Jaṅghā (जङ्घा).—name of a (tantalizing) state of preta-existence: Śikṣāsamuccaya 57.6.

Source: Cologne Digital Sanskrit Dictionaries: Shabda-Sagara Sanskrit-English Dictionary

Jaṅghā (जङ्घा).—f.

(-ṅghā) The leg. E. jan to be born, jaṅgha substituted for the radical, and ac aff. jaṅghanyate kuṭilaṃ gacchati gatyarthakasya hanteḥ kauṭilye yaṅluki ac pṛṣo0 .

Source: Cologne Digital Sanskrit Dictionaries: Benfey Sanskrit-English Dictionary

Jaṅghā (जङ्घा).—i. e. reduplicated han + a, fem. The leg, [Suśruta] 1, 348, 15.

Source: Cologne Digital Sanskrit Dictionaries: Cappeller Sanskrit-English Dictionary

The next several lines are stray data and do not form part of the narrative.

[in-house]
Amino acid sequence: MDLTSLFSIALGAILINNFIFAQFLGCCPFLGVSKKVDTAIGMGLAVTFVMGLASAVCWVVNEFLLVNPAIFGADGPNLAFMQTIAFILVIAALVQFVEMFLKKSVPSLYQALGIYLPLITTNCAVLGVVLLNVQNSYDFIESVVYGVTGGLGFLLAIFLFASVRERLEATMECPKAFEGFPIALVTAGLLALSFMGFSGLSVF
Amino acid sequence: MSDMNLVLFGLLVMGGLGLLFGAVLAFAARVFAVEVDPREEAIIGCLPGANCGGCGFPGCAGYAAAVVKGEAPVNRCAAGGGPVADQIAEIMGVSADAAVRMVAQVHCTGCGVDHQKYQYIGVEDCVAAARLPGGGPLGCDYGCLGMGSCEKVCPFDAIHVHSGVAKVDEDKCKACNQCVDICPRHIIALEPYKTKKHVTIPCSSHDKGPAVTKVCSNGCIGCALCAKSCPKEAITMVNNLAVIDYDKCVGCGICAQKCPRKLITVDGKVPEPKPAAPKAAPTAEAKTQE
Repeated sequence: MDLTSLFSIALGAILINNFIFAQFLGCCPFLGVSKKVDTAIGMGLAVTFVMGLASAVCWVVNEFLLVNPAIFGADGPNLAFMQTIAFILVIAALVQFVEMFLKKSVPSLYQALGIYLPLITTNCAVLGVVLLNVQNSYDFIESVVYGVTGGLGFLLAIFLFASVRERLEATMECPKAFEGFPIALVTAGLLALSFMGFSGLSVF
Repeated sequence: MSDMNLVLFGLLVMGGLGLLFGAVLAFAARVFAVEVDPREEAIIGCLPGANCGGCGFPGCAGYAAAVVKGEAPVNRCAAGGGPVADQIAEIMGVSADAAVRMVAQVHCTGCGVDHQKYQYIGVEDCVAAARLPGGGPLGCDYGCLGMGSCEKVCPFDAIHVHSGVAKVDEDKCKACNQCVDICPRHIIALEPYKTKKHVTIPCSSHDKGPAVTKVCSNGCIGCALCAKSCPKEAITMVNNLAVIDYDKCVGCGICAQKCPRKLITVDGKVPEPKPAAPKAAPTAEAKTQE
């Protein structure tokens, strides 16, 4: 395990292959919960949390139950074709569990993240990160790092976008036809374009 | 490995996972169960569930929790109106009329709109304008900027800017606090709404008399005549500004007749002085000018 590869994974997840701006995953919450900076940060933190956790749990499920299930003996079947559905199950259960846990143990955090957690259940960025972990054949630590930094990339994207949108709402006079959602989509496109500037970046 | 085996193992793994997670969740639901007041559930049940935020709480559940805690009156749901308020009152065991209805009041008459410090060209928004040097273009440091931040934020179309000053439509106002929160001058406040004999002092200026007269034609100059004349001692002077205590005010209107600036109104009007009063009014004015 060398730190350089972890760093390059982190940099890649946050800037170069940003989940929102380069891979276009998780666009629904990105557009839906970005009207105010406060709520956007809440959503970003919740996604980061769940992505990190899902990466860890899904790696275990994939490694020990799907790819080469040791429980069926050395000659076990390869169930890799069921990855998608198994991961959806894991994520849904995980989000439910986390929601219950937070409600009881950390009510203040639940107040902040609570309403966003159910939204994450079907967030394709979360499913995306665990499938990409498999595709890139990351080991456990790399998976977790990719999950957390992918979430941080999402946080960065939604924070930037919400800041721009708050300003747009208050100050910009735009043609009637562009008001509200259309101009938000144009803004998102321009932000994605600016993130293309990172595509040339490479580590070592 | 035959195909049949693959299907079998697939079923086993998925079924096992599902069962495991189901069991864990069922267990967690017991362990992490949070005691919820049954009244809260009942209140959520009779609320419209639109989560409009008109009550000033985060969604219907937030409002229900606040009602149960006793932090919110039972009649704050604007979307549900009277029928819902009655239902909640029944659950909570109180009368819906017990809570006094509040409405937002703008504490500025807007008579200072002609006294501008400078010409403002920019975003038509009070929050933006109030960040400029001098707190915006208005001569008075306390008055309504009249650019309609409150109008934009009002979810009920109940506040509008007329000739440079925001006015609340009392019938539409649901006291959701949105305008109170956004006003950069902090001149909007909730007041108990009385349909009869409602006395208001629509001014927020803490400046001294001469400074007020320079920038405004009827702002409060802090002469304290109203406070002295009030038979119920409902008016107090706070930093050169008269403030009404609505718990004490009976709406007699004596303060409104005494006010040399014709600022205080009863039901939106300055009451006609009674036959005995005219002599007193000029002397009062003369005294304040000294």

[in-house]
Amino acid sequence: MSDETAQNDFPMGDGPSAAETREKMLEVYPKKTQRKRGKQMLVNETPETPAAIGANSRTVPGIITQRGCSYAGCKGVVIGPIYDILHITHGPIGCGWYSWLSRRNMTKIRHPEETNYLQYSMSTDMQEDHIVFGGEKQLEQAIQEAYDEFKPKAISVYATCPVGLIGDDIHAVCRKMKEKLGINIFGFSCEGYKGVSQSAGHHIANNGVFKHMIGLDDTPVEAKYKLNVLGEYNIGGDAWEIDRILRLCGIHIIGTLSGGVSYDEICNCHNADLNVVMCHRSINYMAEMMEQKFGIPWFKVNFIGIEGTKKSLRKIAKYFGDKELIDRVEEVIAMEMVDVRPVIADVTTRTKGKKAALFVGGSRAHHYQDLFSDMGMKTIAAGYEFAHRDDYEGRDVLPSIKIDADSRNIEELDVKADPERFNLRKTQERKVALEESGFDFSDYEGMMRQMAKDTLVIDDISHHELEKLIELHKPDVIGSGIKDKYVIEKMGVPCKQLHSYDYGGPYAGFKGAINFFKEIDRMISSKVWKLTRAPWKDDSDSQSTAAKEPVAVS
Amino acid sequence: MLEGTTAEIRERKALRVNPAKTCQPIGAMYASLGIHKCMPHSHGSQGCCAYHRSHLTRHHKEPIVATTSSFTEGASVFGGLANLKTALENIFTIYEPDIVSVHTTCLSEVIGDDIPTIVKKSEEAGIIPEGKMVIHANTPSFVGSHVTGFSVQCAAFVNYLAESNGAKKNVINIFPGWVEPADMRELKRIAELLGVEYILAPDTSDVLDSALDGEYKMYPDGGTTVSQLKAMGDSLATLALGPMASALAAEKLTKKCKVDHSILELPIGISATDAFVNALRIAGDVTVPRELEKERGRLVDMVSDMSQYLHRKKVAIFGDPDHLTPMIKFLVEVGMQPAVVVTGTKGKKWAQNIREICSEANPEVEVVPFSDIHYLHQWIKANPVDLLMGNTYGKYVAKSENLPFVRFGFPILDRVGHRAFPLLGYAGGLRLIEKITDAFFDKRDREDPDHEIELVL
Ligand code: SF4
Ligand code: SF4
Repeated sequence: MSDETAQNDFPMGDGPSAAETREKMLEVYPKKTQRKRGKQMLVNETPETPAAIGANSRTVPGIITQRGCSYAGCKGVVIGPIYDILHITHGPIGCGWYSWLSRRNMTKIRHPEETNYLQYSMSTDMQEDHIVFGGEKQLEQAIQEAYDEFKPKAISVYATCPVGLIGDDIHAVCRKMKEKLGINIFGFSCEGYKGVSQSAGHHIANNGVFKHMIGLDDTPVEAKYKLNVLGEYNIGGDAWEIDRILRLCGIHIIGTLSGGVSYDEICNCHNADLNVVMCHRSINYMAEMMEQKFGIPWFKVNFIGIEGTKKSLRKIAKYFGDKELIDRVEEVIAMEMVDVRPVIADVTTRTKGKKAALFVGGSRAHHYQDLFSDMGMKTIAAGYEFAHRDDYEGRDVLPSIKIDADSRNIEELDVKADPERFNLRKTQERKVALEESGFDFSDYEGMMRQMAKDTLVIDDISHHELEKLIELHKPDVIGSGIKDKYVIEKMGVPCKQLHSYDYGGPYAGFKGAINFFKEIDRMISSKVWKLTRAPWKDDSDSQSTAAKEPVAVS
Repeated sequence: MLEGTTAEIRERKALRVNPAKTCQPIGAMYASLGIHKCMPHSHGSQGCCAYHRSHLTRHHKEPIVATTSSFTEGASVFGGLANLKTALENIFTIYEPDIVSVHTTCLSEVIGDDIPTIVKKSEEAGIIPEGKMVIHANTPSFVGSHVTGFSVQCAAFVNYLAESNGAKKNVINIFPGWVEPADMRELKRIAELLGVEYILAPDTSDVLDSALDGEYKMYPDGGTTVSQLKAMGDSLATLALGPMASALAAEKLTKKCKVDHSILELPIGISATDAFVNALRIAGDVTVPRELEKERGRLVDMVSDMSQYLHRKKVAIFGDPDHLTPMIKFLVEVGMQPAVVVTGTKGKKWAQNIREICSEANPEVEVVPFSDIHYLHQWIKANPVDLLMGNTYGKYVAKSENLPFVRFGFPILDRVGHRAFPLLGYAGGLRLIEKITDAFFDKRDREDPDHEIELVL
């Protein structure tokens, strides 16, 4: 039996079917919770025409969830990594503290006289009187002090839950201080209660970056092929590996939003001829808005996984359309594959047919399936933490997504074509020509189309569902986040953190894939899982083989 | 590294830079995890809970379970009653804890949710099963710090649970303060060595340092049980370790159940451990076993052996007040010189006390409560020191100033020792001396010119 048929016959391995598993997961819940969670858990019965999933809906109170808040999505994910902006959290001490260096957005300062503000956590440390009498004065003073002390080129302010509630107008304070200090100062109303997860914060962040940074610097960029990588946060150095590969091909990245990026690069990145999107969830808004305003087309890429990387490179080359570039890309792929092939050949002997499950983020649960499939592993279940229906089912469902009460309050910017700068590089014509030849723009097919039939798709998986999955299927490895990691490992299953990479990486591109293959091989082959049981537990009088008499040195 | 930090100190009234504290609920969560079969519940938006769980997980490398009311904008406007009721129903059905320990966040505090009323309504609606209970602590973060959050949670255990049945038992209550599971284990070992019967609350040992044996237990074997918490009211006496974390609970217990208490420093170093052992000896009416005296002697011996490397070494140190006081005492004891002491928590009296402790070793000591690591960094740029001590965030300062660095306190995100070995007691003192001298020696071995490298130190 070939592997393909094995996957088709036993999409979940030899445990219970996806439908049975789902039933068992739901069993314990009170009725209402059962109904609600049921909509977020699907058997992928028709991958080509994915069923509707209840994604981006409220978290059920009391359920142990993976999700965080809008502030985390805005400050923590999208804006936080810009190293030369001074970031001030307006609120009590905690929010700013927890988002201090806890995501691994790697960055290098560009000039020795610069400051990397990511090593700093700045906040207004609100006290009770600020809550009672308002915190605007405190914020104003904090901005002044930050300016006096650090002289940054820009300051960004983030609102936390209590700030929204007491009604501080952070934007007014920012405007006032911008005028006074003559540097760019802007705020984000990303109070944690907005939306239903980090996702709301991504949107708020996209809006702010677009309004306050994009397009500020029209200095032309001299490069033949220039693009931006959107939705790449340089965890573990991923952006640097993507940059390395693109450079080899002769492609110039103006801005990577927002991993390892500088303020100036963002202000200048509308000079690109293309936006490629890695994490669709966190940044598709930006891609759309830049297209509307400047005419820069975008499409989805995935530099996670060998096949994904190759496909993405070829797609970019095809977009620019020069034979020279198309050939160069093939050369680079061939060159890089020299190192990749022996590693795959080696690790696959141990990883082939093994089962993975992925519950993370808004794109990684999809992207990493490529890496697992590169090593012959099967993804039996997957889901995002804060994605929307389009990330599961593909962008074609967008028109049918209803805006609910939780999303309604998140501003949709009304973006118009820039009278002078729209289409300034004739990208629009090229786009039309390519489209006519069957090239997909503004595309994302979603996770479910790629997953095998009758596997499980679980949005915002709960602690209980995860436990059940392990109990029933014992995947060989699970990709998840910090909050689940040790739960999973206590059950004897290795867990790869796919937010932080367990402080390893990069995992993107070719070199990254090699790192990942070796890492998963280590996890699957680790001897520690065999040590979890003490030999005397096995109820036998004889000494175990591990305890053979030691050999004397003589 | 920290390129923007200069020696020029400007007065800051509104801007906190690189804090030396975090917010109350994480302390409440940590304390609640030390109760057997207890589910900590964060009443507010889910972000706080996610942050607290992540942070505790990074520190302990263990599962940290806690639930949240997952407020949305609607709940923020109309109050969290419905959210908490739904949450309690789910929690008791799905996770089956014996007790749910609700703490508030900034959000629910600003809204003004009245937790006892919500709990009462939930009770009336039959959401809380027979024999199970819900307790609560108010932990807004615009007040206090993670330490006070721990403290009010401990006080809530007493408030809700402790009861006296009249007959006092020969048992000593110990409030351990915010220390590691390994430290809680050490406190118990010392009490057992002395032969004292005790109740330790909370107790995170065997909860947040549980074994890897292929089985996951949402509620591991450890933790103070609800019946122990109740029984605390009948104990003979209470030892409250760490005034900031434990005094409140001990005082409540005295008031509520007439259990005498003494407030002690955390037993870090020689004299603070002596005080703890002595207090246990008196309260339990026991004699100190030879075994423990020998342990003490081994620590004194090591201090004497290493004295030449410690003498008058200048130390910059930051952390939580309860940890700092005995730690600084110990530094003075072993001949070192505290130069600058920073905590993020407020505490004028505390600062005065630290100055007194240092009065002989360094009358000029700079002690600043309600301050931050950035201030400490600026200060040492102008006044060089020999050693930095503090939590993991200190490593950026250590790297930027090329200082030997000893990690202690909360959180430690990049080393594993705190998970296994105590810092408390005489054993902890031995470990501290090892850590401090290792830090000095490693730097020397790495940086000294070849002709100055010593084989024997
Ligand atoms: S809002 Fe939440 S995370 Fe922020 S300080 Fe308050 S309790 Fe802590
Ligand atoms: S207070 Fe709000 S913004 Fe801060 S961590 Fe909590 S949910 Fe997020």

Jaṅghā (जङ्घा).—[feminine] leg, [especially] its under [particle]

Source: Cologne Digital Sanskrit Dictionaries: Monier-Williams Sanskrit-English Dictionary

1) Jaṅgha (जङ्घ):—m. Name of a Rakṣas, [Rāmāyaṇa vi, 69, 12]

2) Jaṅghā (जङ्घा):—[from jaṅgha] a f. (√jaṃh) the shank (from the ankle to the knee), [Ṛg-veda i, 116, 15 and 118, 8; Atharva-veda; Vājasaneyi-saṃhitā] etc. (ifc. [Pāṇini 6-2, 144]; f(ā). , [Śrutabodha]; also f(ī). , [Pāṇini 4-1, 55])

3) [v.s. ...] the leg

4) [v.s. ...] a part of a bedstead, [Varāha-mihira’s Bṛhat-saṃhitā lxxix, 30]

5) [v.s. ...] of a carriage See ratha-.

6) [v.s. ...] b f. See sub voce gha.

Source: Cologne Digital Sanskrit Dictionaries: Yates Sanskrit-English Dictionary

Jaṅghā (जङ्घा):—(ṅghā) 1. f. The leg.

Source: DDSA: Paia-sadda-mahannavo; a comprehensive Prakrit Hindi dictionary (S)

Jaṅghā (जङ्घा) in the Sanskrit language is related to the Prakrit word: Jaṃghā.

[Sanskrit to German]

Jangha in German

context information